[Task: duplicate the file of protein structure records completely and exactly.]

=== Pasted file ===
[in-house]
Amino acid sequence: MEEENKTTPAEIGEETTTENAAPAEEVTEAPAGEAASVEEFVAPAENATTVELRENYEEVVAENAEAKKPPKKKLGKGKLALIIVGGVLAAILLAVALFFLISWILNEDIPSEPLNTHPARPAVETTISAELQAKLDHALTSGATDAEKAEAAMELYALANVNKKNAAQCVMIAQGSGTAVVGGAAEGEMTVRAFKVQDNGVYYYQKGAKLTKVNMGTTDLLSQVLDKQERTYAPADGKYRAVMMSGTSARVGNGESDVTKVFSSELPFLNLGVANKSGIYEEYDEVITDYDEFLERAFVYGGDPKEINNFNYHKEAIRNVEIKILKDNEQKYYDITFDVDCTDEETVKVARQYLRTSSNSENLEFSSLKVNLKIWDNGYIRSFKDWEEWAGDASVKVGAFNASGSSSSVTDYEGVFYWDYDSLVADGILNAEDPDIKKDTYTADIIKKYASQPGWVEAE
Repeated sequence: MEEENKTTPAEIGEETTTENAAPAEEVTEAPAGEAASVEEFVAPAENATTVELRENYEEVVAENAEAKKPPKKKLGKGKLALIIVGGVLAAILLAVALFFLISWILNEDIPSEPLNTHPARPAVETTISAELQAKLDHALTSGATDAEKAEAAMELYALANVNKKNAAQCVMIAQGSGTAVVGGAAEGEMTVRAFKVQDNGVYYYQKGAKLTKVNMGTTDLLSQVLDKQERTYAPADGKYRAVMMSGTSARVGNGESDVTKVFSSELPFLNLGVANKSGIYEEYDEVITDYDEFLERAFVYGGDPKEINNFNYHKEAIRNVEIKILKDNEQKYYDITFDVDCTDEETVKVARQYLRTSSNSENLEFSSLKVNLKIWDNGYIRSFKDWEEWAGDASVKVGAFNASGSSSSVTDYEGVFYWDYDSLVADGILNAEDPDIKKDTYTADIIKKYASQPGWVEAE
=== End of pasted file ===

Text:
[in-house]
Amino acid sequence: MEEENKTTPAEIGEETTTENAAPAEEVTEAPAGEAASVEEFVAPAENATTVELRENYEEVVAENAEAKKPPKKKLGKGKLALIIVGGVLAAILLAVALFFLISWILNEDIPSEPLNTHPARPAVETTISAELQAKLDHALTSGATDAEKAEAAMELYALANVNKKNAAQCVMIAQGSGTAVVGGAAEGEMTVRAFKVQDNGVYYYQKGAKLTKVNMGTTDLLSQVLDKQERTYAPADGKYRAVMMSGTSARVGNGESDVTKVFSSELPFLNLGVANKSGIYEEYDEVITDYDEFLERAFVYGGDPKEINNFNYHKEAIRNVEIKILKDNEQKYYDITFDVDCTDEETVKVARQYLRTSSNSENLEFSSLKVNLKIWDNGYIRSFKDWEEWAGDASVKVGAFNASGSSSSVTDYEGVFYWDYDSLVADGILNAEDPDIKKDTYTADIIKKYASQPGWVEAE
Repeated sequence: MEEENKTTPAEIGEETTTENAAPAEEVTEAPAGEAASVEEFVAPAENATTVELRENYEEVVAENAEAKKPPKKKLGKGKLALIIVGGVLAAILLAVALFFLISWILNEDIPSEPLNTHPARPAVETTISAELQAKLDHALTSGATDAEKAEAAMELYALANVNKKNAAQCVMIAQGSGTAVVGGAAEGEMTVRAFKVQDNGVYYYQKGAKLTKVNMGTTDLLSQVLDKQERTYAPADGKYRAVMMSGTSARVGNGESDVTKVFSSELPFLNLGVANKSGIYEEYDEVITDYDEFLERAFVYGGDPKEINNFNYHKEAIRNVEIKILKDNEQKYYDITFDVDCTDEETVKVARQYLRTSSNSENLEFSSLKVNLKIWDNGYIRSFKDWEEWAGDASVKVGAFNASGSSSSVTDYEGVFYWDYDSLVADGILNAEDPDIKKDTYTADIIKKYASQPGWVEAE